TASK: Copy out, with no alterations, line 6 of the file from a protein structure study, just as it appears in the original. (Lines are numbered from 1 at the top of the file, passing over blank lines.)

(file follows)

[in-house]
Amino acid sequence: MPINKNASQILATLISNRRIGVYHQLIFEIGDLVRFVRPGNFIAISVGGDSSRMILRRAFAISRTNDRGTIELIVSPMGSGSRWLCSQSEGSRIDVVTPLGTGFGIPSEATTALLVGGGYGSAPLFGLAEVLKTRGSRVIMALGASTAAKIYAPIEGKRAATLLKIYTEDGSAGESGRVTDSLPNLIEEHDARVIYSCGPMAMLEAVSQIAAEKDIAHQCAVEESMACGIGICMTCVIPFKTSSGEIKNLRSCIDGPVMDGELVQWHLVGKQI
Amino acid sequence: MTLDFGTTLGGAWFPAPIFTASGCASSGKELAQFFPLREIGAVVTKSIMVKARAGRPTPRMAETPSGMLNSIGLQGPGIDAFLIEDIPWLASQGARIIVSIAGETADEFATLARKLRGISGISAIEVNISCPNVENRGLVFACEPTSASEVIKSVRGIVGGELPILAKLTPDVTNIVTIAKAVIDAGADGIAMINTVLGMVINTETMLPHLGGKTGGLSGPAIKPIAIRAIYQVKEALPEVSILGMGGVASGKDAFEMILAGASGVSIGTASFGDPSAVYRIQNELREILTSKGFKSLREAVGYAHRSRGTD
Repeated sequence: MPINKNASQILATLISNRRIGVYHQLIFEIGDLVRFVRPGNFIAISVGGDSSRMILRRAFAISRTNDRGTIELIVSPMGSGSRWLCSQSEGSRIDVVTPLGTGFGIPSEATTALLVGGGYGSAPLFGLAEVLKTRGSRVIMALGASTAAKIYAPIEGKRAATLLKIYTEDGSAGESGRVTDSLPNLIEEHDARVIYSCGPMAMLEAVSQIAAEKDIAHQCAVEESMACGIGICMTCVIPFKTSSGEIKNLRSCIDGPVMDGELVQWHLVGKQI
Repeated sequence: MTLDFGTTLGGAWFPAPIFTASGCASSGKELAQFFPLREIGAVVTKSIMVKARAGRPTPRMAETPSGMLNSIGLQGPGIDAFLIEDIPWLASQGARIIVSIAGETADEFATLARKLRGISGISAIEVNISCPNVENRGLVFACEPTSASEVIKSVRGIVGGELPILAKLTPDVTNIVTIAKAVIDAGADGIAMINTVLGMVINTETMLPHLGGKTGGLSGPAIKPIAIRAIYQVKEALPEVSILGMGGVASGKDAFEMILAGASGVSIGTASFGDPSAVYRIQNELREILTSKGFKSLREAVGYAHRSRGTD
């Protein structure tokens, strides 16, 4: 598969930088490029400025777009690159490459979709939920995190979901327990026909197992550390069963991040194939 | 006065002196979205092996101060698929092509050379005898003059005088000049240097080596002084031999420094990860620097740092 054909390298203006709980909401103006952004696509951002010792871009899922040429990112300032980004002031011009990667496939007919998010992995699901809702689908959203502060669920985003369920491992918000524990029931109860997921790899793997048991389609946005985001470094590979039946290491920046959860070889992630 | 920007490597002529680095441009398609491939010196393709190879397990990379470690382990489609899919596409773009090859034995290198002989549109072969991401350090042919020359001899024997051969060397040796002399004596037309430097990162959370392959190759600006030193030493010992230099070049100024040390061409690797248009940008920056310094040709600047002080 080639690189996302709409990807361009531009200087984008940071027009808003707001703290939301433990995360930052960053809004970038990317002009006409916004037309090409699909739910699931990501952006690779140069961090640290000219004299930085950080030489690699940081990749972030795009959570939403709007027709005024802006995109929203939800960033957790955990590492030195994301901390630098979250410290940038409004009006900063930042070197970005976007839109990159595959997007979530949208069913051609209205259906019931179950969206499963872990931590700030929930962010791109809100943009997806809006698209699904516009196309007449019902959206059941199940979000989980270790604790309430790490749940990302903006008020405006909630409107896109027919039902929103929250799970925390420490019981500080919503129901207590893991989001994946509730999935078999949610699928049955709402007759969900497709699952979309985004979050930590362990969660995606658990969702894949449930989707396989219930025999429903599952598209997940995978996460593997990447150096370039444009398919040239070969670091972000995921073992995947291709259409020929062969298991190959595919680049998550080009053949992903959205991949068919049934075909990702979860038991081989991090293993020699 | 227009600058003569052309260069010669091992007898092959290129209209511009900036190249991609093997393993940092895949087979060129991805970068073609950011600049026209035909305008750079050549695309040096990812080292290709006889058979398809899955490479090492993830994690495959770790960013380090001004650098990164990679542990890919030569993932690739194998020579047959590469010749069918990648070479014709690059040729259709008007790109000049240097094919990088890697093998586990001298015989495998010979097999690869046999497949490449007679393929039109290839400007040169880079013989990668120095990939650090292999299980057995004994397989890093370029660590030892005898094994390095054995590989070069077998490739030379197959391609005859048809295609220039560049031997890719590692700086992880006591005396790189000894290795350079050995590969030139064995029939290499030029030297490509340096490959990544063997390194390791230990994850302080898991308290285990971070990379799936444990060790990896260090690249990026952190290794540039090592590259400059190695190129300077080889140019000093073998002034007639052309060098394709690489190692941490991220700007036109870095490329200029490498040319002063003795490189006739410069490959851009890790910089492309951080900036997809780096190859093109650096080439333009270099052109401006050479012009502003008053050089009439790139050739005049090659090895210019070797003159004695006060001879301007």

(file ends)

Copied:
């Protein structure tokens, strides 16, 4: 598969930088490029400025777009690159490459979709939920995190979901327990026909197992550390069963991040194939 | 006065002196979205092996101060698929092509050379005898003059005088000049240097080596002084031999420094990860620097740092 054909390298203006709980909401103006952004696509951002010792871009899922040429990112300032980004002031011009990667496939007919998010992995699901809702689908959203502060669920985003369920491992918000524990029931109860997921790899793997048991389609946005985001470094590979039946290491920046959860070889992630 | 920007490597002529680095441009398609491939010196393709190879397990990379470690382990489609899919596409773009090859034995290198002989549109072969991401350090042919020359001899024997051969060397040796002399004596037309430097990162959370392959190759600006030193030493010992230099070049100024040390061409690797248009940008920056310094040709600047002080 080639690189996302709409990807361009531009200087984008940071027009808003707001703290939301433990995360930052960053809004970038990317002009006409916004037309090409699909739910699931990501952006690779140069961090640290000219004299930085950080030489690699940081990749972030795009959570939403709007027709005024802006995109929203939800960033957790955990590492030195994301901390630098979250410290940038409004009006900063930042070197970005976007839109990159595959997007979530949208069913051609209205259906019931179950969206499963872990931590700030929930962010791109809100943009997806809006698209699904516009196309007449019902959206059941199940979000989980270790604790309430790490749940990302903006008020405006909630409107896109027919039902929103929250799970925390420490019981500080919503129901207590893991989001994946509730999935078999949610699928049955709402007759969900497709699952979309985004979050930590362990969660995606658990969702894949449930989707396989219930025999429903599952598209997940995978996460593997990447150096370039444009398919040239070969670091972000995921073992995947291709259409020929062969298991190959595919680049998550080009053949992903959205991949068919049934075909990702979860038991081989991090293993020699 | 227009600058003569052309260069010669091992007898092959290129209209511009900036190249991609093997393993940092895949087979060129991805970068073609950011600049026209035909305008750079050549695309040096990812080292290709006889058979398809899955490479090492993830994690495959770790960013380090001004650098990164990679542990890919030569993932690739194998020579047959590469010749069918990648070479014709690059040729259709008007790109000049240097094919990088890697093998586990001298015989495998010979097999690869046999497949490449007679393929039109290839400007040169880079013989990668120095990939650090292999299980057995004994397989890093370029660590030892005898094994390095054995590989070069077998490739030379197959391609005859048809295609220039560049031997890719590692700086992880006591005396790189000894290795350079050995590969030139064995029939290499030029030297490509340096490959990544063997390194390791230990994850302080898991308290285990971070990379799936444990060790990896260090690249990026952190290794540039090592590259400059190695190129300077080889140019000093073998002034007639052309060098394709690489190692941490991220700007036109870095490329200029490498040319002063003795490189006739410069490959851009890790910089492309951080900036997809780096190859093109650096080439333009270099052109401006050479012009502003008053050089009439790139050739005049090659090895210019070797003159004695006060001879301007």